Security startup Synack raises $21m from Microsoft, HPE, Singtel

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Synack client dashboard


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Synack has announced raising $21.25 million from lead investor Microsoft, as well as HPE and Singtel, to expand its crowdsourced bug hunting platform across the Asia-Pacific region, with the Series C round bringing the total amount raised by the California-based startup to more than $55 million.

Existing investors Google, GGV Capital, and Kleiner Perkins Caufield & Byers also contributed to the round.

Co-founder of Synack Jay Kaplan said the company and its new investors Microsoft, HPE, and Singtel have a “shared vision for the future of cybersecurity”, and that there is an opportunity for “alignment in platform development and scaling channels to market”.

Synack said the Asia-Pacific region has been “clamouring for new cybersecurity innovation”, and it will be entering the region to meet that demand.

The funding will also be used to expand its closed network of security researchers, as well as for continued growth in the US and Europe.

Founded in 2013 by former National Security Agency (NSA) analysts Kaplan and Mark Kuhr, Synack takes the offensive — rather than defensive — approach to enterprise security. Its “red team” of security researchers help enterprises understand their exploit factor by finding critical vulnerabilities in their systems before cybercriminals do.

“The best defence is a good offence,” Kaplan, Synack’s chief executive, said in a statement. “Businesses can only stay one step ahead of the adversary by beating them at their own game.”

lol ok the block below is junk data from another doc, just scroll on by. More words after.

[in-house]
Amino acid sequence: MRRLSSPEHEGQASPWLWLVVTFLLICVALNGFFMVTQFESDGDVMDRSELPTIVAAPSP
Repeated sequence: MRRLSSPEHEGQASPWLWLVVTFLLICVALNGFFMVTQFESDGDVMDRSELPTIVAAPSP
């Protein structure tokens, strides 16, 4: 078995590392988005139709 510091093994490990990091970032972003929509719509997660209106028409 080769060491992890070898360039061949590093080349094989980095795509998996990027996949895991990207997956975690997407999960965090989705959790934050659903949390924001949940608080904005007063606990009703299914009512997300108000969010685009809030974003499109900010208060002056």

Unlike Google’s vulnerability rewards programs, which allows anyone from the public to report vulnerabilities in its software, Synack offers cash incentives to a select group of security researchers. In fact, the startup claims it selects only the top 10 percent of security researchers who apply to be part of its platform.

Synack provides multiple pricing options to its enterprise customers, ranging from fixed fees for penetration tests to a fixed monthly subscription for continuous testing.

The startup’s crowdsourced model is underpinned by the belief that software and artificial intelligence are no match for human ingenuity, and that enterprise security requires both human and machine intervention.

In Synack’s most recent Hack the Pentagon program, more than 2,500 hours were dedicated to exploiting sensitive US Department of Defense assets. The first critical vulnerability, discovered in less than four hours, was found in a widely deployed sensitive file transfer mechanism. It was then confirmed, triaged, and accepted by the department within 24 hours.

The startup claims that is has doubled revenue quarterly for 12 consecutive quarters and experienced a 300 percent increase in year-over-year bookings over the last four quarters. While Synack has customers across the board, financial services, retail, and government sectors have been its strongest to date.

Proofpoint chief executive Gary Steele, who is joining Synack’s board of directors alongside Microsoft Ventures, said he’s excited to assist in the company’s growth at a time when security is transitioning from “a ‘check the box’ IT-centric approach to a proactive, evolving model that seeks out vulnerabilities before bad actors find them”.

Synack isn’t the only startup to bring the crowdsourced model to security testing: Australian startup Bugcrowd also has a vetted community of more than 27,000 ethical hackers as of August 2016 that test applications on behalf of organisations. Bugcrowd’s services have been used by companies such as Fitbit, the National Australia Bank, Tesla, and Western Union.

A Startmate accelerator graduate, Bugcrowd has raised around $24 million to date from investors such as Blackbird, Paladin, and Salesforce.



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